PORTLAND – Very few things are more “Portland” than Music Millennium.
Since 1969, when it first roosted at East 32nd Avenue and Burnside Street, the stalwart record store has played an outsized role in the regional music scene.
And its owner, Terry Currier, does little to challenge the idea of what kind of man owns a music lover’s mecca. His office floor is covered with vinyl records and CDs. Music from a stereo carpets the conversations there.
The 62-year-old, with a curly mop of hair and a short-bristled ‘stache, looks like a throwback. He speaks with an aloofness of an accomplished rocker. Even his computer, an old block of beige plastic, somehow makes him more rock ‘n’ roll.
Saturday is officially “Terry Currier Day” in Portland, as proclaimed by mayor Ted Wheeler. Although he spends the lion’s share of his day there, and his record store has been invaluable to the city’s eclectic personality, Currier is a Vancouver native.
Before he owned Music Millennium, he moved to the Lincoln neighborhood, he said, so he could “play my music as loud as I wanted, any time of day, without having to worry about the neighbors.”
“I bought a house, and I live in that house 41 years later,” he said.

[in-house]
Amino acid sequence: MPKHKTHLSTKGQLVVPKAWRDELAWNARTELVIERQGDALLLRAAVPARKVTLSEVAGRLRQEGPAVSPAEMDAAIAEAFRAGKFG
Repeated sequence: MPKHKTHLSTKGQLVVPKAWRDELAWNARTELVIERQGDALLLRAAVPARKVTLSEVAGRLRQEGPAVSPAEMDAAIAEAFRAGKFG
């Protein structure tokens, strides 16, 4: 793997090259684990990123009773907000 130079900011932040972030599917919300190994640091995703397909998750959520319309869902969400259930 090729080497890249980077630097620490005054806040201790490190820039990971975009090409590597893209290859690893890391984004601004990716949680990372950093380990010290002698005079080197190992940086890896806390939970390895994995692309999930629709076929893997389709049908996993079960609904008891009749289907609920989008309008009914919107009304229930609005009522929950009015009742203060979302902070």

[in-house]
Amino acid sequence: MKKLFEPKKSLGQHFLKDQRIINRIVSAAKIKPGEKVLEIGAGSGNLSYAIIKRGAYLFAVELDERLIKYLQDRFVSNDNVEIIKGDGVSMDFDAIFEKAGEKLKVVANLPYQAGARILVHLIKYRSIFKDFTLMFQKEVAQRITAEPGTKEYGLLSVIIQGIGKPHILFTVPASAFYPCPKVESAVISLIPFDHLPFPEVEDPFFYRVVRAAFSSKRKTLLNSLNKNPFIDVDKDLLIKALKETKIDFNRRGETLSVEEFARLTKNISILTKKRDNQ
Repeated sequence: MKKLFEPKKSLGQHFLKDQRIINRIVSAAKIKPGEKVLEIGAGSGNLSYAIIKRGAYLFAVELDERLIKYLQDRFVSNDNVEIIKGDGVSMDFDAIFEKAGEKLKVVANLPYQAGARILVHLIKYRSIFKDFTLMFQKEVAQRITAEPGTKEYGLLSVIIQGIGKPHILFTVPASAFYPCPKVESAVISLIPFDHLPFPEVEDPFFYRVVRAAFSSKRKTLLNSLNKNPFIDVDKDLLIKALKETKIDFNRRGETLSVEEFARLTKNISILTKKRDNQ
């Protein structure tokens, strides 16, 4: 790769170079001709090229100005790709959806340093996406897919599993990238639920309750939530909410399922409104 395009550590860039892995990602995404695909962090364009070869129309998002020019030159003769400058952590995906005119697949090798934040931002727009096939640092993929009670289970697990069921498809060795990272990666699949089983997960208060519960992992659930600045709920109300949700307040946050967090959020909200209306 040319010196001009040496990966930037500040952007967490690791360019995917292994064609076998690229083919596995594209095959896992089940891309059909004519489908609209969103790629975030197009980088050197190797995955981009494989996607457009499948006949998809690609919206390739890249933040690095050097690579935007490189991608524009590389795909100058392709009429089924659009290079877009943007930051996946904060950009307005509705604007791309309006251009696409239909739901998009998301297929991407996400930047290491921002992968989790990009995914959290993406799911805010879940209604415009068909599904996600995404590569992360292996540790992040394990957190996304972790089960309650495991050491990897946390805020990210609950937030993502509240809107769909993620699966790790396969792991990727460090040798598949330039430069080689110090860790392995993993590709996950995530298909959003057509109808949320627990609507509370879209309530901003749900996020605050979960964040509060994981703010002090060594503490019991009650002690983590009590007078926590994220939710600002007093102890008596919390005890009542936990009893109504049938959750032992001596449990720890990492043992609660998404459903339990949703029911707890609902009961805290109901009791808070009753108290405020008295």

Believe it or not, Currier wasn’t born praying at the altar of rock. Growing up in Seattle, Currier kept his ears tuned to violin and clarinet music, hoping to study the latter in college.
It wasn’t until he bought a ’66 Mustang at age 16 that he found regular access to radio airwaves. His family had moved to Ridgefield, and he tuned in to rock station KVAN, anchored by the likes of Gloria Johnson, Bob Ancheta and Willie Nelson.
“It kind of changed my life,” he said. A year later, he went to his first concert: Leon Russell, with blues guitarist John Nitzinger as the opening act. Two weeks later, he convinced DJ’s Sound City, a record store at Jantzen Beach, Ore., to give him a job.
“They hired me not because of my musical knowledge — because I really had no musical knowledge — but I was very enthusiastic about the music,” he said.